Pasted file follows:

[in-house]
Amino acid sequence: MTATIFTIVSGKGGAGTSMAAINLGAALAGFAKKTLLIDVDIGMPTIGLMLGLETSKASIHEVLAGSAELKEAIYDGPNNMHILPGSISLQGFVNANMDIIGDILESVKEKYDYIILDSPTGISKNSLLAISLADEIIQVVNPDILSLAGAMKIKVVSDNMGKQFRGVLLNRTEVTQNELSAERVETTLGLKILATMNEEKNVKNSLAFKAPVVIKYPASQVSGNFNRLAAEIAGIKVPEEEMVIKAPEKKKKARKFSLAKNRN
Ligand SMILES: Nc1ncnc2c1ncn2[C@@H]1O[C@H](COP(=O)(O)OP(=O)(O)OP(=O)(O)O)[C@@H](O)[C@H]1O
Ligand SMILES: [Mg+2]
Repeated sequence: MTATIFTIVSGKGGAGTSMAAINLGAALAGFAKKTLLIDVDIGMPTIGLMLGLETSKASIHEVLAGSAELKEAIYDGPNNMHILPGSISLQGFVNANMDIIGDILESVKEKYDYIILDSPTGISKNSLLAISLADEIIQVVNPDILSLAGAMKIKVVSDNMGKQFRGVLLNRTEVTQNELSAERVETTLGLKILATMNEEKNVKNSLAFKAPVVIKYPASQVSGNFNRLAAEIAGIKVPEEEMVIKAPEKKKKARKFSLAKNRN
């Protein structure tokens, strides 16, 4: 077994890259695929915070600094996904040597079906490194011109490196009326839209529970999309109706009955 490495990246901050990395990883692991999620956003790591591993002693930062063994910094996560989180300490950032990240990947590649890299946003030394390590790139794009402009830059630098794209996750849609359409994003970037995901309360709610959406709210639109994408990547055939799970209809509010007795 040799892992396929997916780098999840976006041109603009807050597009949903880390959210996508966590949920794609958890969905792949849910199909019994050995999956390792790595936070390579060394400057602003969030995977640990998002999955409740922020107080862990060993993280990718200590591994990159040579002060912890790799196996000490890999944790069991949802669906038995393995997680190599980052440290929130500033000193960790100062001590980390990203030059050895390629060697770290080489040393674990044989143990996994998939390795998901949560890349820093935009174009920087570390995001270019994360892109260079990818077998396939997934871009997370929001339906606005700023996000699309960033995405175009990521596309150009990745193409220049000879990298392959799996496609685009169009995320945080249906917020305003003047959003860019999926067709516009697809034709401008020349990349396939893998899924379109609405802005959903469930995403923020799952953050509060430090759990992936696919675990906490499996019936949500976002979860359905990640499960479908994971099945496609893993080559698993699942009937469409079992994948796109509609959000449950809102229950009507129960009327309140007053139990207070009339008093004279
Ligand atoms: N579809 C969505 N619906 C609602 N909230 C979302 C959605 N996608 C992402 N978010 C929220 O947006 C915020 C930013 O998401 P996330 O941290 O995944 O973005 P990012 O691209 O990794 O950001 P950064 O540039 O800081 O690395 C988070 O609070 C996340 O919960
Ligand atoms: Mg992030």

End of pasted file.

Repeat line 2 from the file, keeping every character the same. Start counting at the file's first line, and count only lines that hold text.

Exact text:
Amino acid sequence: MTATIFTIVSGKGGAGTSMAAINLGAALAGFAKKTLLIDVDIGMPTIGLMLGLETSKASIHEVLAGSAELKEAIYDGPNNMHILPGSISLQGFVNANMDIIGDILESVKEKYDYIILDSPTGISKNSLLAISLADEIIQVVNPDILSLAGAMKIKVVSDNMGKQFRGVLLNRTEVTQNELSAERVETTLGLKILATMNEEKNVKNSLAFKAPVVIKYPASQVSGNFNRLAAEIAGIKVPEEEMVIKAPEKKKKARKFSLAKNRN